Gestational Diabetes: Symptoms, Complications, and Treatment


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What is gestational diabetes?

Gestational diabetes is a type of diabetes that starts between weeks 24 to 28 of pregnancy in some women, and usually goes away after the baby is born. Like Diabetes Type 1 and Type 2, gestational diabetes causes high levels of sugar in the blood. This occurs due to hormonal and physical changes in the body during pregnancy, causing the cells in the body to use insulin less efficiently, subsequently leading to a buildup of glucose in the blood.

Often times, women suffering from gestational diabetes experience no noticeable symptoms or very mild symptoms of this disease.

If your blood sugar level is 130 mg/dL or more during pregnancy, and you experience symptoms such as increased thirst, excessive urination and fatigue, it would be advisable to consult your family physician, or an obstetrician, or a perinatologist.

How is gestational diabetes caused?

During pregnancy, a woman’s body undergoes hormonal changes. One of the changes that occur is that the placenta produces hormones which inhibit the action of insulin. Insulin is a hormone produced by the pancreas that helps the cells of the body to absorb sugar (glucose) and transform it into energy. During pregnancy, when the hormones produced by the placenta interfere with the functions of insulin, the sugar in the mother’s bloodstream increases, as it is not able to get into the cells. This excessive sugar is taken in by foetus which is still developing.

If too much of the insulin-blocking hormone is released by the placenta, the mother’s blood sugar rises leading to gestational diabetes.

Some women suffer from prediabetes, a condition when the blood sugar is higher than normal but not high enough to be termed as fully developed diabetes. In such cases, the condition can aggravate leading to gestational diabetes. Similarly, many women suffer from undiagnosed diabetes, which is later diagnosed during pregnancy, as it becomes more pronounced then.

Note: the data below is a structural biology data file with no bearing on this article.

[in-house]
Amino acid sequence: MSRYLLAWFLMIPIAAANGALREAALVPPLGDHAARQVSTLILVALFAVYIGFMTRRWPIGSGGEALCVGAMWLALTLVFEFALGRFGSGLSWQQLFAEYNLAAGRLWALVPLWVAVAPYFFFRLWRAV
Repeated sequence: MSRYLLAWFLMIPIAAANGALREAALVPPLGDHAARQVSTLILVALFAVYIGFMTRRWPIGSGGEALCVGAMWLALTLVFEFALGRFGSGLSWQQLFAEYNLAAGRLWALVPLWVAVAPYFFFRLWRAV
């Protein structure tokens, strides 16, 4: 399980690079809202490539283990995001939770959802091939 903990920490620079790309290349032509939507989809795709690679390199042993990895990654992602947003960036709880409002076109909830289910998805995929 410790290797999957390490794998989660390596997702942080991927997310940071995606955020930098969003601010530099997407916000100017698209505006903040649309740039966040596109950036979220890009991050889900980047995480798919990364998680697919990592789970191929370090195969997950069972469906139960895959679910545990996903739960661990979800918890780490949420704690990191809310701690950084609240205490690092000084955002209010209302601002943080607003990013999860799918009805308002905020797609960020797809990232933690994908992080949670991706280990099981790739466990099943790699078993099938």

Who is prone to gestational diabetes?

You are at a risk of developing gestational diabetes if:

  • you are older than 25 years
    you are overweight
    you have prediabetes
  • diabetes runs in your family
  • you’ve suffered from gestational diabetes before
  • you have Polycystic Ovarian Syndrome

What are the symptoms of gestational diabetes? How is gestational diabetes diagnosed?

The symptoms of gestational diabetes include:

  • excessive thirst
    increased frequency of urination
    blurry vision
    immense fatigue
    sudden weight loss
    nausea and vomiting not related to pregnancy
    prone to infections (urinary, skin etc)


Urine Test

The doctor will advise you to frequently undertake urine tests to keep a check on the sugar levels in your urine.

Sugar Screening Test

After the 24th week of pregnancy, the doctor will advise you to undergo a sugar screening test. In this test, you will be given a sugary liquid to drink. After an hour, some blood will be drawn from you.

If your blood levels are found to be high, you will be suggested to undergo a 3-hour glucose tolerance test.

3-Hour Glucose Tolerance Test

You will be asked not to eat or drink anything 8-14 hours before the 3-Hour Glucose Tolerance Test.

Some blood will be drawn from you for before the test.

During the test, you will be given a liquid containing 100 gms of glucose to drink. After an hour of drinking the liquid again, some blood will be drawn from you. This process will be repeated three times.